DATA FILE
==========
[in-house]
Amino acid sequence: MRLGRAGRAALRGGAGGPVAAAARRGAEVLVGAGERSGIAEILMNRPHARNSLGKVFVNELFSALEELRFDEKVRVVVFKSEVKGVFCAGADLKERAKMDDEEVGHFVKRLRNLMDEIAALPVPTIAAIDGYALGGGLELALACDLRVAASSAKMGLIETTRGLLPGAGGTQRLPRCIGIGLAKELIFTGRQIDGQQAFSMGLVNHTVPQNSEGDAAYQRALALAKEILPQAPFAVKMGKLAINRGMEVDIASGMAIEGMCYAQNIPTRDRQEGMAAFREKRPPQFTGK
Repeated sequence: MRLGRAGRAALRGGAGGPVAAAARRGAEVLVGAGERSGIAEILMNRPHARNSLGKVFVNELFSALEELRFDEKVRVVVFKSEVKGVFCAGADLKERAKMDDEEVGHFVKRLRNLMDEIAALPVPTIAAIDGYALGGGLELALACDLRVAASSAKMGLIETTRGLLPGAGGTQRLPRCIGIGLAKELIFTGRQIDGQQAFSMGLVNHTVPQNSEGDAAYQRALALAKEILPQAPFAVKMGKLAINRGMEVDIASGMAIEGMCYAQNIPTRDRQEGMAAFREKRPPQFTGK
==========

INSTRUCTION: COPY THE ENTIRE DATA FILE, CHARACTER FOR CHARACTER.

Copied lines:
[in-house]
Amino acid sequence: MRLGRAGRAALRGGAGGPVAAAARRGAEVLVGAGERSGIAEILMNRPHARNSLGKVFVNELFSALEELRFDEKVRVVVFKSEVKGVFCAGADLKERAKMDDEEVGHFVKRLRNLMDEIAALPVPTIAAIDGYALGGGLELALACDLRVAASSAKMGLIETTRGLLPGAGGTQRLPRCIGIGLAKELIFTGRQIDGQQAFSMGLVNHTVPQNSEGDAAYQRALALAKEILPQAPFAVKMGKLAINRGMEVDIASGMAIEGMCYAQNIPTRDRQEGMAAFREKRPPQFTGK
Repeated sequence: MRLGRAGRAALRGGAGGPVAAAARRGAEVLVGAGERSGIAEILMNRPHARNSLGKVFVNELFSALEELRFDEKVRVVVFKSEVKGVFCAGADLKERAKMDDEEVGHFVKRLRNLMDEIAALPVPTIAAIDGYALGGGLELALACDLRVAASSAKMGLIETTRGLLPGAGGTQRLPRCIGIGLAKELIFTGRQIDGQQAFSMGLVNHTVPQNSEGDAAYQRALALAKEILPQAPFAVKMGKLAINRGMEVDIASGMAIEGMCYAQNIPTRDRQEGMAAFREKRPPQFTGK